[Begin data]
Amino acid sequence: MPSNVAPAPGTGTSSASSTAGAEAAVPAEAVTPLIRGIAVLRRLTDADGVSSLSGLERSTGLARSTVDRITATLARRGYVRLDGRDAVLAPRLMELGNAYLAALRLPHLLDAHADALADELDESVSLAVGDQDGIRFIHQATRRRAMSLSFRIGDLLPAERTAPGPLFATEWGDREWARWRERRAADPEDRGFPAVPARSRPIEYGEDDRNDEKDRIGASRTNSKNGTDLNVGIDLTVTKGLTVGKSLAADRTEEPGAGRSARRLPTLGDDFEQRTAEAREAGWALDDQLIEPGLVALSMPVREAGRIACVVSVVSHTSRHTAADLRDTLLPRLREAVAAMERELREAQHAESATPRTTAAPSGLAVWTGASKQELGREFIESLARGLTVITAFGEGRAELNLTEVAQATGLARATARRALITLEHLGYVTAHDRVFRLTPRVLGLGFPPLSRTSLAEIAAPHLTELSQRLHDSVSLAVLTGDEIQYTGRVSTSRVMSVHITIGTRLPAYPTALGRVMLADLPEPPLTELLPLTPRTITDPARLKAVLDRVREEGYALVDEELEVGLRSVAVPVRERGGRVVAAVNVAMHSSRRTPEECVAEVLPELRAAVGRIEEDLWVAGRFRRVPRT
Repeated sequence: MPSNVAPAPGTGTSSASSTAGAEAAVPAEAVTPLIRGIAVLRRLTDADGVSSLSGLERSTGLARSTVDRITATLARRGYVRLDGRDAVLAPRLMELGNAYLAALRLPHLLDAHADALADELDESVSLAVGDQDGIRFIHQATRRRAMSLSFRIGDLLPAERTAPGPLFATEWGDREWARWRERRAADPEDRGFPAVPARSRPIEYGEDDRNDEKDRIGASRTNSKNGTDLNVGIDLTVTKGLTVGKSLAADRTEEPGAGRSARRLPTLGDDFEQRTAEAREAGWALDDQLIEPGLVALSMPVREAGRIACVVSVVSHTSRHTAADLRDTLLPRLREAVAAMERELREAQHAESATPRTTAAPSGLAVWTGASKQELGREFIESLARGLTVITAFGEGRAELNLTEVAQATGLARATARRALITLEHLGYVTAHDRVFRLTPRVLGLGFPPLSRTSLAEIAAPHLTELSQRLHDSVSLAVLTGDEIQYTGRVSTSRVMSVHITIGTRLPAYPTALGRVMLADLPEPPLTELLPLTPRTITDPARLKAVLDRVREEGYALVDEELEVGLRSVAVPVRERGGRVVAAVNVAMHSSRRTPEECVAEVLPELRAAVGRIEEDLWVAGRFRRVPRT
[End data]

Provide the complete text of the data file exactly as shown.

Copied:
Amino acid sequence: MPSNVAPAPGTGTSSASSTAGAEAAVPAEAVTPLIRGIAVLRRLTDADGVSSLSGLERSTGLARSTVDRITATLARRGYVRLDGRDAVLAPRLMELGNAYLAALRLPHLLDAHADALADELDESVSLAVGDQDGIRFIHQATRRRAMSLSFRIGDLLPAERTAPGPLFATEWGDREWARWRERRAADPEDRGFPAVPARSRPIEYGEDDRNDEKDRIGASRTNSKNGTDLNVGIDLTVTKGLTVGKSLAADRTEEPGAGRSARRLPTLGDDFEQRTAEAREAGWALDDQLIEPGLVALSMPVREAGRIACVVSVVSHTSRHTAADLRDTLLPRLREAVAAMERELREAQHAESATPRTTAAPSGLAVWTGASKQELGREFIESLARGLTVITAFGEGRAELNLTEVAQATGLARATARRALITLEHLGYVTAHDRVFRLTPRVLGLGFPPLSRTSLAEIAAPHLTELSQRLHDSVSLAVLTGDEIQYTGRVSTSRVMSVHITIGTRLPAYPTALGRVMLADLPEPPLTELLPLTPRTITDPARLKAVLDRVREEGYALVDEELEVGLRSVAVPVRERGGRVVAAVNVAMHSSRRTPEECVAEVLPELRAAVGRIEEDLWVAGRFRRVPRT
Repeated sequence: MPSNVAPAPGTGTSSASSTAGAEAAVPAEAVTPLIRGIAVLRRLTDADGVSSLSGLERSTGLARSTVDRITATLARRGYVRLDGRDAVLAPRLMELGNAYLAALRLPHLLDAHADALADELDESVSLAVGDQDGIRFIHQATRRRAMSLSFRIGDLLPAERTAPGPLFATEWGDREWARWRERRAADPEDRGFPAVPARSRPIEYGEDDRNDEKDRIGASRTNSKNGTDLNVGIDLTVTKGLTVGKSLAADRTEEPGAGRSARRLPTLGDDFEQRTAEAREAGWALDDQLIEPGLVALSMPVREAGRIACVVSVVSHTSRHTAADLRDTLLPRLREAVAAMERELREAQHAESATPRTTAAPSGLAVWTGASKQELGREFIESLARGLTVITAFGEGRAELNLTEVAQATGLARATARRALITLEHLGYVTAHDRVFRLTPRVLGLGFPPLSRTSLAEIAAPHLTELSQRLHDSVSLAVLTGDEIQYTGRVSTSRVMSVHITIGTRLPAYPTALGRVMLADLPEPPLTELLPLTPRTITDPARLKAVLDRVREEGYALVDEELEVGLRSVAVPVRERGGRVVAAVNVAMHSSRRTPEECVAEVLPELRAAVGRIEEDLWVAGRFRRVPRT